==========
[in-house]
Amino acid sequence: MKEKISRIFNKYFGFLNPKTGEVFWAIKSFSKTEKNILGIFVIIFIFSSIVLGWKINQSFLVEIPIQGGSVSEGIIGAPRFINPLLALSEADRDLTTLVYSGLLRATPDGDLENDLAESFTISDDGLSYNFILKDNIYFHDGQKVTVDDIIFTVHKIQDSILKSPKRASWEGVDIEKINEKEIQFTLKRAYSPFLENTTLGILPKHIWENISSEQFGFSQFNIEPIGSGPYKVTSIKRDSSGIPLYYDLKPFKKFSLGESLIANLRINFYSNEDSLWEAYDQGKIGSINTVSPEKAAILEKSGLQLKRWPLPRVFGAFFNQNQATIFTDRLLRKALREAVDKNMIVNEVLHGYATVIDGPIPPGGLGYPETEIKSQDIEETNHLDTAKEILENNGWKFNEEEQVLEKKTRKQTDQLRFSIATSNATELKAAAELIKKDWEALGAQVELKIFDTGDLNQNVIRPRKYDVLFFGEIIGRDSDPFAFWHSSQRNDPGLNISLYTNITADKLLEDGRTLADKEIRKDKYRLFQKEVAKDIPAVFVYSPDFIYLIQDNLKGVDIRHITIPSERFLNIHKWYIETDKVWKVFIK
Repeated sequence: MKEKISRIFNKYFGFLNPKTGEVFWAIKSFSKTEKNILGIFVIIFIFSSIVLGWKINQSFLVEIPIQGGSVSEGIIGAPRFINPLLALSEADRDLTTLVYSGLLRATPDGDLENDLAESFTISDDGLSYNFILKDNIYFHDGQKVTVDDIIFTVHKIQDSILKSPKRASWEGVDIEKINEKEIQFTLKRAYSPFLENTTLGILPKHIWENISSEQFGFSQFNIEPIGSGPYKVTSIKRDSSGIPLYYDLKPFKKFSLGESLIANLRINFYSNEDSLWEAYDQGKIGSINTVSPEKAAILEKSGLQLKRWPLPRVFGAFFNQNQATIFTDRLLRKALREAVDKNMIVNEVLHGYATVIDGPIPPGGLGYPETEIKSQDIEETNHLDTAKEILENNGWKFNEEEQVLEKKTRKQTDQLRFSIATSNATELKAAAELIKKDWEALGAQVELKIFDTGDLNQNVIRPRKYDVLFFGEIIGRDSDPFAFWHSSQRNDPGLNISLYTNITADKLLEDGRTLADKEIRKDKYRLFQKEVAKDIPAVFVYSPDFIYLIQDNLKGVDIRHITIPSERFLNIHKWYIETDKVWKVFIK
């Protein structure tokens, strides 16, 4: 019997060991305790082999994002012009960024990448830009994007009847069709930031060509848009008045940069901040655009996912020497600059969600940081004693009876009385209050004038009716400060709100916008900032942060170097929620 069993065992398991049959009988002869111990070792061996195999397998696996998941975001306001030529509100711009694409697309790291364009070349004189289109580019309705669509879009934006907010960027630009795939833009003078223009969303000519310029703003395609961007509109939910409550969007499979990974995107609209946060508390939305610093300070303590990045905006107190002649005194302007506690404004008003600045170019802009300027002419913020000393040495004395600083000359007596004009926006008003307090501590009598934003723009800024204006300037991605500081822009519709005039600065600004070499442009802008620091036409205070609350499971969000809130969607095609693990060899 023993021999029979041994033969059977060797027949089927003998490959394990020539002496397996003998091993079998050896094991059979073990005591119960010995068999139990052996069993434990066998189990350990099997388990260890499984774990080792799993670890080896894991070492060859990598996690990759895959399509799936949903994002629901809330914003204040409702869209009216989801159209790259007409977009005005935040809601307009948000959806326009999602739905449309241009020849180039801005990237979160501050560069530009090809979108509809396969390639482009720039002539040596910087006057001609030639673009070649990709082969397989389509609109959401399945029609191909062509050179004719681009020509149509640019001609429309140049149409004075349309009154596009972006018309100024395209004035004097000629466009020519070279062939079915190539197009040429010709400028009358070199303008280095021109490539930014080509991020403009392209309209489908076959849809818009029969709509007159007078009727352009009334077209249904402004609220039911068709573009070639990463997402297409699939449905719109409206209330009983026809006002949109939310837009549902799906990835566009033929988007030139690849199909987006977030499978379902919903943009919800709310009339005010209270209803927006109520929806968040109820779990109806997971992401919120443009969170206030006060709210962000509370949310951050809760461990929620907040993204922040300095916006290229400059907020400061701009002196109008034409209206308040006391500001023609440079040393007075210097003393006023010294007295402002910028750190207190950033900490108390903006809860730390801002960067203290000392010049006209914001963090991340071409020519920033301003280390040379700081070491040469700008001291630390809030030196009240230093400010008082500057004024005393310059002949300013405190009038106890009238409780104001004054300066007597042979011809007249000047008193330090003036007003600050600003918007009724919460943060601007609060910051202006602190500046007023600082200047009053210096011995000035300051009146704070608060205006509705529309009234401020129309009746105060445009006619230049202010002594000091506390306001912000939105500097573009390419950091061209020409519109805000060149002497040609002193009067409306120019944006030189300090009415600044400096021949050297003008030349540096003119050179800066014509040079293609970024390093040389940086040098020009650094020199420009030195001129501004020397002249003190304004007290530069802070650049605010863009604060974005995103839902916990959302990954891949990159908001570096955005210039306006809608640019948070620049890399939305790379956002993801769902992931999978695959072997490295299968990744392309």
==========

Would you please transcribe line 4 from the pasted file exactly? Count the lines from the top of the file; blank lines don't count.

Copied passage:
């Protein structure tokens, strides 16, 4: 019997060991305790082999994002012009960024990448830009994007009847069709930031060509848009008045940069901040655009996912020497600059969600940081004693009876009385209050004038009716400060709100916008900032942060170097929620 069993065992398991049959009988002869111990070792061996195999397998696996998941975001306001030529509100711009694409697309790291364009070349004189289109580019309705669509879009934006907010960027630009795939833009003078223009969303000519310029703003395609961007509109939910409550969007499979990974995107609209946060508390939305610093300070303590990045905006107190002649005194302007506690404004008003600045170019802009300027002419913020000393040495004395600083000359007596004009926006008003307090501590009598934003723009800024204006300037991605500081822009519709005039600065600004070499442009802008620091036409205070609350499971969000809130969607095609693990060899 023993021999029979041994033969059977060797027949089927003998490959394990020539002496397996003998091993079998050896094991059979073990005591119960010995068999139990052996069993434990066998189990350990099997388990260890499984774990080792799993670890080896894991070492060859990598996690990759895959399509799936949903994002629901809330914003204040409702869209009216989801159209790259007409977009005005935040809601307009948000959806326009999602739905449309241009020849180039801005990237979160501050560069530009090809979108509809396969390639482009720039002539040596910087006057001609030639673009070649990709082969397989389509609109959401399945029609191909062509050179004719681009020509149509640019001609429309140049149409004075349309009154596009972006018309100024395209004035004097000629466009020519070279062939079915190539197009040429010709400028009358070199303008280095021109490539930014080509991020403009392209309209489908076959849809818009029969709509007159007078009727352009009334077209249904402004609220039911068709573009070639990463997402297409699939449905719109409206209330009983026809006002949109939310837009549902799906990835566009033929988007030139690849199909987006977030499978379902919903943009919800709310009339005010209270209803927006109520929806968040109820779990109806997971992401919120443009969170206030006060709210962000509370949310951050809760461990929620907040993204922040300095916006290229400059907020400061701009002196109008034409209206308040006391500001023609440079040393007075210097003393006023010294007295402002910028750190207190950033900490108390903006809860730390801002960067203290000392010049006209914001963090991340071409020519920033301003280390040379700081070491040469700008001291630390809030030196009240230093400010008082500057004024005393310059002949300013405190009038106890009238409780104001004054300066007597042979011809007249000047008193330090003036007003600050600003918007009724919460943060601007609060910051202006602190500046007023600082200047009053210096011995000035300051009146704070608060205006509705529309009234401020129309009746105060445009006619230049202010002594000091506390306001912000939105500097573009390419950091061209020409519109805000060149002497040609002193009067409306120019944006030189300090009415600044400096021949050297003008030349540096003119050179800066014509040079293609970024390093040389940086040098020009650094020199420009030195001129501004020397002249003190304004007290530069802070650049605010863009604060974005995103839902916990959302990954891949990159908001570096955005210039306006809608640019948070620049890399939305790379956002993801769902992931999978695959072997490295299968990744392309």